The CuriousPages Sketchbook

The nature of a “wind invasion” in Chinese medicine

Yesterday, there was a particularly strong and chilly wind. I was out in it for about half an hour, and later that evening, I realized the wind was “lodged” within me. I could feel a general discomfort beneath my skin, on the tops of my legs, and a general feeling of unease, and also an aching in my back. From experience, I knew that all these symptoms were due to the wind having penetrated my defences (my Wei Qi, in Chinese medicine, the “energy field” that flows just beneath our skin and protects us from this sort of “invasion” of an external pathogen, and also warms the skin). If the invasion takes hold, it will develop into a common cold, in contemporary terms, or Wind Invasion, in Chinese medicine.

Not all people would be able to accept the above Chinese medicine explanation, but there is no doubt in my mind that the symptoms I was experiencing had been due to me being exposed to that chilly wind.

Here, the question that occurs to me is: does the “wind” literally penetrate into my body and remain within my body? This is certainly what the sensations felt like. And this is the traditional Chinese medicine understanding of the mechanism. But can we add some more detail to this understanding, to make it easier for Westerners to accept the validity of this ancient explanation?

Elsewhere, I have speculated that any “pathogens” within us probably exist in the form of energy (see: In Chinese Medicine, is “energy” the pathogen?). So, could this be what is happening: the energy of the wind excites the energy beneath our skin (the outer layer of our energy that was exposed to the wind) and this excitation was transferred to the part of our energy that lies beneath the skin?

In Western thinking, all matter is pure energy. Our whole body is energy, and each part of the body can be visualized as an energy system. Immediately beneath the skin is the outer surface of our muscle layer. All these bodily parts can be visualized as networks of energy. This explanation is supported by the current understanding of Western science. Nothing new here.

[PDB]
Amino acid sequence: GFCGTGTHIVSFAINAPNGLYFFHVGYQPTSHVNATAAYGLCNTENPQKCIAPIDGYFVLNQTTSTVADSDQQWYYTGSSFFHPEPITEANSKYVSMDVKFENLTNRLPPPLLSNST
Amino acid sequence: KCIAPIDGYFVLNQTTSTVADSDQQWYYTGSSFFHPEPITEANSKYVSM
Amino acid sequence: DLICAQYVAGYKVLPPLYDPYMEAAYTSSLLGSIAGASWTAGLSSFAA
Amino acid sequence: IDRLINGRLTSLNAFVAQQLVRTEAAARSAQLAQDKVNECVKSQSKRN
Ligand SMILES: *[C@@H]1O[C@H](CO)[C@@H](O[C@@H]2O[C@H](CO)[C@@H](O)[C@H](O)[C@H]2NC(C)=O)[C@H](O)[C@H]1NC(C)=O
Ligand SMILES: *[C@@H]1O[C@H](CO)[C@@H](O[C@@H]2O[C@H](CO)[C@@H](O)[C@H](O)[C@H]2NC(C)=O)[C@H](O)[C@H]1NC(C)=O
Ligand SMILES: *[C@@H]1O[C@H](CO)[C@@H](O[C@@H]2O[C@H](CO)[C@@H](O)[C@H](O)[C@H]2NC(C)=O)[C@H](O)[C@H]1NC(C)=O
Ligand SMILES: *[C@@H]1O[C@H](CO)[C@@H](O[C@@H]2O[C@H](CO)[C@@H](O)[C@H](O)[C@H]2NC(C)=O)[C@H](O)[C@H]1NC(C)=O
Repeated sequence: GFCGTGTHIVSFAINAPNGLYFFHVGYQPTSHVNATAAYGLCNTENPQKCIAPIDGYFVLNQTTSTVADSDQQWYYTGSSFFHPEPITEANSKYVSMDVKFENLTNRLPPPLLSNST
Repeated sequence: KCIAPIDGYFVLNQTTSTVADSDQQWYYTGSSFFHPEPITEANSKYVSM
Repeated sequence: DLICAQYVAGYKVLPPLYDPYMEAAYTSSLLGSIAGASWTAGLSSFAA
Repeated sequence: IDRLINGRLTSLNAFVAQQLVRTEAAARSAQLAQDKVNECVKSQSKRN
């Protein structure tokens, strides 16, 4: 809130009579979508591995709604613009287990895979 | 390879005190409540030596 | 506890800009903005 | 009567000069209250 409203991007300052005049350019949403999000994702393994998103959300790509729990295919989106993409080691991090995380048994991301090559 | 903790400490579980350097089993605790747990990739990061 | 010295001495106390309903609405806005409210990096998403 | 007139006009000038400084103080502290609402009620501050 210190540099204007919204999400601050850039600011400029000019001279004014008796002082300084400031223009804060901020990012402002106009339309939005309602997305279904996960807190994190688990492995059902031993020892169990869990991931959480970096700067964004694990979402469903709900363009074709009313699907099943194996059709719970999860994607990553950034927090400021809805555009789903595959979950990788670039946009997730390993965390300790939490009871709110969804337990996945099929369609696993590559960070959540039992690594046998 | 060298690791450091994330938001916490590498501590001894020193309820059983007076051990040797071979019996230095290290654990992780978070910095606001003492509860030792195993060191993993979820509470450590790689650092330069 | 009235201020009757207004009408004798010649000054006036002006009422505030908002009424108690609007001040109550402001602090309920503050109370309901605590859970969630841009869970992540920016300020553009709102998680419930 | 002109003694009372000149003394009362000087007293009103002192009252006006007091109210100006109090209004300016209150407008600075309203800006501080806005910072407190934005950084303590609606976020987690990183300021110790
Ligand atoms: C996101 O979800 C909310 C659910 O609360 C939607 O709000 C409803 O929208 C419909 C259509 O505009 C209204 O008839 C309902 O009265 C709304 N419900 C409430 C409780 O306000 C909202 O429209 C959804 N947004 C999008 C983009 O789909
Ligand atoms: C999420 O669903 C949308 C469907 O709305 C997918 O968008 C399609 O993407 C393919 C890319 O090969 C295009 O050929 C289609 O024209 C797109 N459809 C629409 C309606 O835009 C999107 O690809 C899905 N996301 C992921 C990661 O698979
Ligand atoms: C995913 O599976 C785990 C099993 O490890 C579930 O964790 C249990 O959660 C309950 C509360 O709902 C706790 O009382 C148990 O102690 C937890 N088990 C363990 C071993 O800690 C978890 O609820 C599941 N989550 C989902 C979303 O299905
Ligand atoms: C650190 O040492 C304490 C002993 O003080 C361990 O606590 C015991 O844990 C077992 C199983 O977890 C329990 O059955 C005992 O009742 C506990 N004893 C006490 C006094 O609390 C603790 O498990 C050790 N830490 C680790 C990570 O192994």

My speculation is this. The layer of energy beneath our skin and at the surface of our muscles is “agitated” by being exposed to the energy of the cold wind, and this agitation is thereby simply transferred to the energy layer beneath our skin. This is how the pathogen comes to be lodged within us, under our skin. And it is this agitation in the energy beneath our skin that accounts for the symptoms, the aching in my back, the uncomfortable feeling on the tops of my legs, and the general feeling of discomfort and unease.

The treatment I used

In Chinese medicine, this was a Wind Cold Invasion, or the very early stages of one. If I hadn’t cleared the pathogen from within me, it would have developed into a Wind Cold Invasion (a common cold). The standard cure in this situation is to “release the exterior” to let the pathogen out. There are various ways you can do this. On this occasion, I needled LI-4, took a hot bath for around twenty minutes, hot enough to induce a sweat, and then afterwards I did some cupping on BL-12 (just to make sure). The next morning, I was symptom free and felt good, if slightly weakened, probably due to some of my already-low energy also being released along with the pathogen. Taking a hot bath will always release a certain amount of your energy through your skin as your pores open and you sweat.

I am prone to this type of invasion, since there is a weakness in my Yang energy (the energy of my pancreas and lungs—probably caused by all this thinking that I can not stop doing) and my defensive energy (my Wei Qi) is usually weak as a result. This weakness has its positive sides. It makes me a very sensitive healer, since I can readily connect with a patient’s energy, and often feel their symptoms when I am near to them, and certainly when I read a person’s pulses. But all this is another story. The point is, not all people will experience the above problems when exposed to a cold wind. If a person has strong defensive energy, they will probably not even notice the wind, and it would certainly not be strong enough to penetrate into their body.


23 June 2008


[FK July 2016. The above represents some of my early thoughts on these matters. However, all the thinking is very much updated and transformed in my book Chinese Acupuncture for Today, which discusses the translation of the Chinese medicine concepts of “wind” and “heat”, the parallels with viruses and bacteria, and describes how acupuncture treats viral and bacterial infections. The above thinking is very much in line with the ancient Chinese thoughts on these matters, but the approach my book takes is now quite different, uses contemporary concepts and explains every aspect of Chinese medicine in terms that can be easily understood by all readers.

On the above topic, the book explains that such pathogens do not literally penetrate us, and provides an alternative explanation; as well as an explanation of how the acupuncture treatment works—all using contemporary terms and concepts.]


If you’ve found this article helpful or interesting, do please leave some feedback by emailing me. Many thanks, Fletcher.


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© Copyright Fletcher Kovich 2008-2016